The polls show the contest between Mitt Romney and Barack Obama to be essentially tied, that is, the difference is within the margin of error. Here are a few things worth noting.
The polls are oversampling Democrats.
In 2008 Democrats came out to vote in record numbers. The historic turnout figures boosted Obama to the Oval Office and became an essential news story demonstrating that young and minority voters would engage in the political process.
In 2012 widely publicized political polling showing the Obama-Romney horse-race to be a virtual tie are predicated on Democrat turnout exceeding 2008 levels. For instance, CBS/NYTimes polling predicts Democrats will have a +9 advantage in Florida, up from a historic +3 Democrat edge in 2008. Though that is the most egregious discrepancy, the same bias predicts record Democrat turnout in other swing states like Ohio and Pennsylvania.
The enthusiasm gap has reserved.
Republican voters are eager to vote Obama out of office. In contrast, Democrat enthusiasm to keep Obama in the White House is significantly diminished. Those who measure such things cite the 2008 “enthusiasm gap” around +10 Democrat. Differing by state, the 2012 enthusiasm gap favors Republicans in the by +15 to +18 range, similar to 2010, the year of the Tea Party.
Of course an enthusiastic vote counts the same as an indifferent vote, but energy does affect turnout. Given that traditional Democrat constituencies are less likely to be reliable voters anyway, this enthusiasm gap not only underscores the problem in oversampling Democrats in opinion polls, but gives Republicans great hope. Should the weather be poor on election day, something known to diminish turnout among the less enthusiastic, the Republican advantage inches upward.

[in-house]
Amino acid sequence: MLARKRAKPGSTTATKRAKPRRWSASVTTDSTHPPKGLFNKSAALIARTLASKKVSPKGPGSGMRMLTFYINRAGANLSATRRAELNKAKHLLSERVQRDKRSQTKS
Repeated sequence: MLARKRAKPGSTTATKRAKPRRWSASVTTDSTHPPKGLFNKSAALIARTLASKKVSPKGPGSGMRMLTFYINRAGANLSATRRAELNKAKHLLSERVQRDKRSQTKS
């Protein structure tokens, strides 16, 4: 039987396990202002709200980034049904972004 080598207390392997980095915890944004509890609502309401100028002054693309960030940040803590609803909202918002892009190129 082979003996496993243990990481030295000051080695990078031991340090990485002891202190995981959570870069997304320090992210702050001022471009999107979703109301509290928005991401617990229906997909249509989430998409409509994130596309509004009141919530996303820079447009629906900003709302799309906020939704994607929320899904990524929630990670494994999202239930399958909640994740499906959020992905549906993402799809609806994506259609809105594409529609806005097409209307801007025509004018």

Independents favor Romney.
Yesterday’s CNN poll gave Romney a four point advantage among Independent voters, those voters who admitted no party affiliation. In the zero-sum game of elections, this is a dramatic shift away from Obama.
In 2008 the media swooned over the wide appeal of Obama as he won Independents in places like Ohio by 8 percentage points. Recent polls, from the outlier Ohio Newspaper Organization’s 28 point advantage to Romney to the better known outlets 2-5 percent edge for Romney, all indicate that Independent voters have given up on Obama and are ready to give someone else a chance.
Undecided voters are leaning away from Obama.
Different from Independent voters, the undecided are a small cohort of folks who genuinely are unsure of how to vote. Rather than the ignorant group some observers decry, the undecided are uncertain of which candidate will improve their personal lot in life, or are still unraveling the competing claims made by political ads.
The historical behavior of the undecided, like the independent, is to break in favor of the challenger as the election nears. That is why every incumbent worries about polling at under 50 percent while challengers are typically encouraged when reaching into the high 40 percent range.
Predictions that the undecided will break for Romney are given credence by polling showing low levels of support – usually in the 25 percent range – for Obama’s economic policies, the direction of the country, and the outlook for future improvement. In short, the undecided vote is finding the opposite of hope in the idea of another four years of Obama. This suits Romney very well.
The race is far from over and the upcoming debates should impact the independent and undecided voter, but Obama will be hard pressed to improve his standing among those groups if he attempts to vocally energize his base. For Romney the goal is to appear a capable alternative to the President. One month away the election and signs are favoring Romney.